Happy Halloween, everyone! If you were expecting spooky articles on Infinite Rainy Day, real life sadly got in the way for pretty much everyone. However, I didn’t want to leave the holiday empty handed, so I decided to try looking at a horror game. But I wasn’t in the mood for survival horror or super tense games, and I didn’t want to go over super popular titles either. I also had trouble finding a good obscure horror game, since so many out these days are obnoxious and derivative.
But then I noticed that Steam was having a sale on a mixed entry in a classic series, so I figured this would be as good as a time as any to finally talk about the incredibly confused DOOM 3. But since I could only get three hours in with my hectic (heh) schedule, I’ll only be focusing on how the game handles its horror elements. Like the rest of the game, it’s handled with great care and an absent mind.
DOOM 3 was the last game in the series worked on by some of the original team, and they went in a wildly different direction with it. While the original games were fast paced shooters, DOOM 3 transitioned to full 3D without that same level of speed. Instead, they decided to put focus more on atmosphere rather than gunfights, upping the grotesque demon designs and adding a suffocating setting, along with an increased focus on narrative that probably should have been averted. DOOM doesn’t really work when it puts narrative up front, because most of it is there to frame gameplay and stretch out runtime. There’s some wild payoff, but it takes a long time to get there, and I did not have the patience or time.
What I did play impressed me in a lot of ways, mind you. The game has some of the thickest, vile atmosphere I have ever experienced in a game. The hallways of the Mars research center have an intimidating, lonely feel to them at game start, with a lot of shadows and dim florescent lighting. But once Hell literally breaks loose, the power malfunctions and the place suddenly becomes a living nightmare.
Some of the earlier lights remain, but most everything is drenched in pitch black darkness, glaring red lights, and sometimes even scorching flame. The environmental storytelling at work is masterful, not really interested in telling stories more complex besides “eaten by demons,” but it tells that one story perfectly over and over. Blood and body parts litter the halls, as computers and doors lie broken or barely functioning. The slow first level is a perfectly paced exercise in familiarizing the player with a space, and then making it frightening to traverse through.
The first few minutes I spent in this space had me on edge constantly. Just the colors used was enough to inspire fear. The sound design only added to this, as sound is so central to surviving in this game. Enemies love to appear behind you, or out of your line of sight. To avoid damage, you have to take them out fast and listen for when they may be coming in on you. The game is also littered with jump scares, and most of them are legitimate threats. Hearing a demon screech never sounds quiet, it always sounds like something is right next to you and ready to rip you apart. And they always are.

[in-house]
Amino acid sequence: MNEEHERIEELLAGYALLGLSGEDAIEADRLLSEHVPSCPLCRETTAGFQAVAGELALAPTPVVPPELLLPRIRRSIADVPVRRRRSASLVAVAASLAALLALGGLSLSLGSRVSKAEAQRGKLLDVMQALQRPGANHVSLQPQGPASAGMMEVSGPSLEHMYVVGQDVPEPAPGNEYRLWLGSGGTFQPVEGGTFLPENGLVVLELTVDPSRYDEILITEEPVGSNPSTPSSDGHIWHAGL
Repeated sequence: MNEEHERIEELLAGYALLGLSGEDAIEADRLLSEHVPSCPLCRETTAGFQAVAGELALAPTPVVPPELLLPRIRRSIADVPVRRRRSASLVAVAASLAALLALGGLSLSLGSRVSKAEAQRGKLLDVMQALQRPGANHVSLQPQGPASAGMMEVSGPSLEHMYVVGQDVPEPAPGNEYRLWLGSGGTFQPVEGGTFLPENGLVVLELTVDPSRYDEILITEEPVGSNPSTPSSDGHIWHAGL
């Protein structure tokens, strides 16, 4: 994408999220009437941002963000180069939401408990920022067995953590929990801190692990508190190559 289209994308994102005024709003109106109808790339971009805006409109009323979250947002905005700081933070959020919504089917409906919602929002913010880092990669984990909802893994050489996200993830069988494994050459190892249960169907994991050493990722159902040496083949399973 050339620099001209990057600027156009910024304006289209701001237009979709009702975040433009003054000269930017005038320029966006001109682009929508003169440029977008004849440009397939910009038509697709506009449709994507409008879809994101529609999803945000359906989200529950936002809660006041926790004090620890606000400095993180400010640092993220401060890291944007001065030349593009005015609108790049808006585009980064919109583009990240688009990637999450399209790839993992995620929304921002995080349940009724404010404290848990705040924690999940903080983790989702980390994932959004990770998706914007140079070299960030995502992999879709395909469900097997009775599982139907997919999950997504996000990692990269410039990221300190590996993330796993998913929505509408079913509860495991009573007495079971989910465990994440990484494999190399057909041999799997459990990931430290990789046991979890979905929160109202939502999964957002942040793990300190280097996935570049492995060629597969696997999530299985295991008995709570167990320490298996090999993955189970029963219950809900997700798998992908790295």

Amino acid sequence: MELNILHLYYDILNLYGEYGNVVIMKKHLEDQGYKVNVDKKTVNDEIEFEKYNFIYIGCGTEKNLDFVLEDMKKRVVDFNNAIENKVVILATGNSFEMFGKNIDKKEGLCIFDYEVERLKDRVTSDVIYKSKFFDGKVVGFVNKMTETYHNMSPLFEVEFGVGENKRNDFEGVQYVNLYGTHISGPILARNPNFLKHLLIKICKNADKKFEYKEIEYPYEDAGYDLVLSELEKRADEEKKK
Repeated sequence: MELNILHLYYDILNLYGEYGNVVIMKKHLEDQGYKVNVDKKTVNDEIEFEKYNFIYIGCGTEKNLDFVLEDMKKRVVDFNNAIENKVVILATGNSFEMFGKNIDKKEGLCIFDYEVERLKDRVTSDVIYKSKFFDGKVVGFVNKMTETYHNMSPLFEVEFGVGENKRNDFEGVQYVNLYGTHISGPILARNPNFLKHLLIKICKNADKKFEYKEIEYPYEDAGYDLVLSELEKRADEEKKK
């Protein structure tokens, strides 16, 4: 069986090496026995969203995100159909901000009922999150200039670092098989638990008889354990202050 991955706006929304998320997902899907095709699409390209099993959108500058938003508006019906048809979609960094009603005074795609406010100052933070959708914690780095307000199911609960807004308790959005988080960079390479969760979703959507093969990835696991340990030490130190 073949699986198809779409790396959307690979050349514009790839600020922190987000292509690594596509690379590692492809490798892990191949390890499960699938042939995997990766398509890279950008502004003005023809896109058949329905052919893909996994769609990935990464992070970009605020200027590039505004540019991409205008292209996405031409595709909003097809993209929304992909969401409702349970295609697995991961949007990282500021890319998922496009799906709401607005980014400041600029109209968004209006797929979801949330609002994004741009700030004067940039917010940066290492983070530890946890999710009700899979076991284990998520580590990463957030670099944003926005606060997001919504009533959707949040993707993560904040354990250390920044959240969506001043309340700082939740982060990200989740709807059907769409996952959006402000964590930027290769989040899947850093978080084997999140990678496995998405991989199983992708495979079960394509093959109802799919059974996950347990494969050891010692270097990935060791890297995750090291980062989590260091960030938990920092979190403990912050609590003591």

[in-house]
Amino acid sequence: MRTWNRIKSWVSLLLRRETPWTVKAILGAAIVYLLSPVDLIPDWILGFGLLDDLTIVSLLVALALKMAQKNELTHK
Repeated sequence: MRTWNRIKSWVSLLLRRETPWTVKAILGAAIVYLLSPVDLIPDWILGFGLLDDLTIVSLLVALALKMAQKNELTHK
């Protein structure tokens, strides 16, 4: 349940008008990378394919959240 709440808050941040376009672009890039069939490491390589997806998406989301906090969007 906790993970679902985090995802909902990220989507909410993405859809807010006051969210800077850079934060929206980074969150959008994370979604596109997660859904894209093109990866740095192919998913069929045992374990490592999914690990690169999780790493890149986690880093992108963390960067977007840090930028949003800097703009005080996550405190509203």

And here’s where the “but” comes in. DOOM 3 has very effective atmosphere, but it starts to dissipate once you start taking things slow and begin to make out patterns. Jump scares and sudden surprise enemies are triggered by player placement. Because the entire game is designed via small hallways and rooms, the designers can easily lead players into scare moments. It has the trappings of a survival horror game in this regard, except the Marine you control is not lightly armed. You are a powerful entity in the game world, and once you have bearings, can confront most all the game throws at you.
Once you start realizing out how jump scares trigger, the game becomes radically less horrific and feels more like a neutered action game. Which it kind of is. There’s a lack of space to maneuver in, so most of the game comes down to hiding behind a wall until you can take shots at an enemy, or wait for them to come to you for a damaging shotgun blast (and let me tell you, that shotgun is a godsend). Horror games that work are able to hide their scares, or make them harder to predict through techniques like enemy swarms (Resident Evil 4 is particularly good at making you fear by throwing overwhelming numbers your way). That’s absent here, and the pattern is easy to make out as a result. Safe space? Probably check behind you for a surprise enemy, or maybe clear that corner. Quiet hallway? Go slow and wait for something to suddenly appear or occur. Odds are high something bad will happen, and you will be screwed moving quickly. Rinse and repeat.
DOOM 3 is a game that’s trying to be two different sorts of games at the same time, and they don’t really mesh. Action and horror can be done well together (Resident Evil 4 is a legitimate masterpiece), but DOOM 3’s solution of putting chopped down DOOM mechanics in a more reserved survival horror story set-up doesn’t do the trick. But hot damn if it doesn’t impress in that first hour. I can see how DOOM 3 probably inspired a few future innovations in the horror genre, and I respect it greatly for that, but it will be awhile before I finish it because the predictability does not make it that engaging to play.